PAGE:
In my workshops, we sometimes discuss what I like to call the ‘fake it till you make it’ principle. This is the idea that you can always act the part, whatever it is that may be required, and that, if you do this well enough, the act can appear to be indistinguishable from the genuine article. It is a success technique that many people have used to great effect. In fact, it works so well that we ought to ask ourselves the question: what really is the difference?
What is the difference between, say, a general and someone who is dressed like a general, who talks like a general and who acts like a general? Personally, I believe that there really is no difference because a general is someone who does exactly that. Whoever it is that you wish to become, you must first be that person. Remember the old Zig Ziglar saying that you must first ‘be’ before you can ‘do’ and you must ‘do’ before you can ‘have’ (see Getting Your Priorities Right)?
The ‘fake it till you make it principle’ involves the being part and it is the essence of what NLP (Neuro-Linguistic Programming) refers to as ‘modelling’. The great thing about modelling is that you really don’t have to understand how or why the tactics of your model work. You simply need to choose your model, analyse its characteristics and then work on acquiring them and, by the law of cause and effect, which states that like causes always produce like effects, you can then enjoy the same levels of success.
Now you can model different things. For example, you can use the same basic idea to create a successful website or blog. You don’t really need to know how to do it, you just need to find a successful site and then replicate the approach. Let me see if I can illustrate: there is a guy named Steve Pavlina, who writes a blog within my chosen niche, which is of course, personal development. He started his blog after I had started my own site and I noticed his site rising in the Google rankings until he eventually reached the number one spot for that search term.
Although I had, and still have, very good rankings for some very competitive terms, Steve’s site has consistently managed to stay ahead of my site in the rankings. Of course, this means he gets more traffic and, hence, enjoys more success at the moment. It was easy for me to conclude that, whatever this guy was doing, he was doing something different to me and that the methods he was using were producing results.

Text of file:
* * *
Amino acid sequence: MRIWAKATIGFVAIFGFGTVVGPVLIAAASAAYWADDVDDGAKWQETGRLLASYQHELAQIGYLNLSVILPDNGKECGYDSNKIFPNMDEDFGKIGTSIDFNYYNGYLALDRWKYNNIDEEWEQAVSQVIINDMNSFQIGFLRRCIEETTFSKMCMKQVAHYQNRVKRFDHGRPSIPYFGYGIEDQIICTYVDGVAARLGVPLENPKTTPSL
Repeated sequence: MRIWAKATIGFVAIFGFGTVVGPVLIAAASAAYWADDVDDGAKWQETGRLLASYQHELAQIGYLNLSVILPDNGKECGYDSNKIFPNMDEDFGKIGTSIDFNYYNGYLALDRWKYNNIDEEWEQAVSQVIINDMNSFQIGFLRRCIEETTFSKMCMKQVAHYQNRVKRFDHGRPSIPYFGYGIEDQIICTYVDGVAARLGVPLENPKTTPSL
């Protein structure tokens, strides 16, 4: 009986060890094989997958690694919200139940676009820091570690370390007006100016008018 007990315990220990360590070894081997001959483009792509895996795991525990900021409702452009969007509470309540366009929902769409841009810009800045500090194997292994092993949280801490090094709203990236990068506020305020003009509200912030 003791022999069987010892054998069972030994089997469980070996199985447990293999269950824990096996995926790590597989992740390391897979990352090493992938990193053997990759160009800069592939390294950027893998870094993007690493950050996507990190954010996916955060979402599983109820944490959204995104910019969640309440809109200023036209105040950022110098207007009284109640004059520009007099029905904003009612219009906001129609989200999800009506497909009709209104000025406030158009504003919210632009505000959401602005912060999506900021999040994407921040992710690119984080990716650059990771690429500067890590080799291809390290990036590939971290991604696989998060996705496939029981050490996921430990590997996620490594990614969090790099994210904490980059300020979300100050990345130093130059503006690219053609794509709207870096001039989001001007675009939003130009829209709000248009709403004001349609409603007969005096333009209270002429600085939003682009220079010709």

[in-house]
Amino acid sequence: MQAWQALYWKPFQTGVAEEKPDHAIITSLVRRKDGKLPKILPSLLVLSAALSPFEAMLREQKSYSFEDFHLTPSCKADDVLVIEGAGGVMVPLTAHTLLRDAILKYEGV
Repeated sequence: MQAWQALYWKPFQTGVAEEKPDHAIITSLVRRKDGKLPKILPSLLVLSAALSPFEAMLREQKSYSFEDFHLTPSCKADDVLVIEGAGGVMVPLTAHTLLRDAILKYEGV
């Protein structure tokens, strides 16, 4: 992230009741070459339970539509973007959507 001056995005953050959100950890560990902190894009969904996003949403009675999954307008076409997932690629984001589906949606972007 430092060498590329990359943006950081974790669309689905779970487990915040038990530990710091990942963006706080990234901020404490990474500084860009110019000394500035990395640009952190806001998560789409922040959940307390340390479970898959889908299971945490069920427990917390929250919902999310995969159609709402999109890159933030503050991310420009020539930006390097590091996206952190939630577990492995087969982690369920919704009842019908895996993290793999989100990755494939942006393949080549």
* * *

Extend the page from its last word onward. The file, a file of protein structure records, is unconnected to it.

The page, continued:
With modelling, you don’t need to understand why something works. It is simply cause and effect in operation. You simply commit to reproducing the same causes and the rest takes care of itself. Now, the Steve Pavlina blog has become a model for my own blogging activity. All I needed to do, I figured, was to find out what he was doing and then reproduce the same effort. That is the essence of modelling. Some of my most recent changes, at this site, have been as a result of analysing how Steve is blogging.
To give you some specific examples, I looked at the following: how often does he blog, what’s his average word count for a post, what plug-ins does he have installed etc? I have been doing this for the past two months now; and what do you suppose is the result of that activity? Well, on some days, Google has been ranking my site above his and on other days, she likes to put me back where my site usually ranks. But, gradually, I have noticed a slow and steady climbing of the serps (search engine results pages), so I know that these changes are having a definite and positive effect.
Now, I have not yet finished analysing Steve’s blogging habits so I confidently expect that, in the future, I will have implemented further changes that will result in further improvements to my overall rankings and that is part of the joy of modelling. So, if you want to achieve something – anything – first, find someone who has already achieved what you want to achieve. Then analyse what they are doing, specifically to produce those results. Finally, commit to taking action. Replicate the causes of success and the product will not evade you.
Returning to the ‘fake it till you make it’ principle I mentioned, you can learn how to talk and behave and dress like anyone you wish. These are all causes of success. Don’t stop there either. Find out everything you can about your model. The more you know, the more grist there will be for the mill. You will be able to test specific things for yourself and you will begin to understand what specific causes are responsible for the success of your chosen model. If ever there was one, modelling really is as close as it gets to the short-cut to success.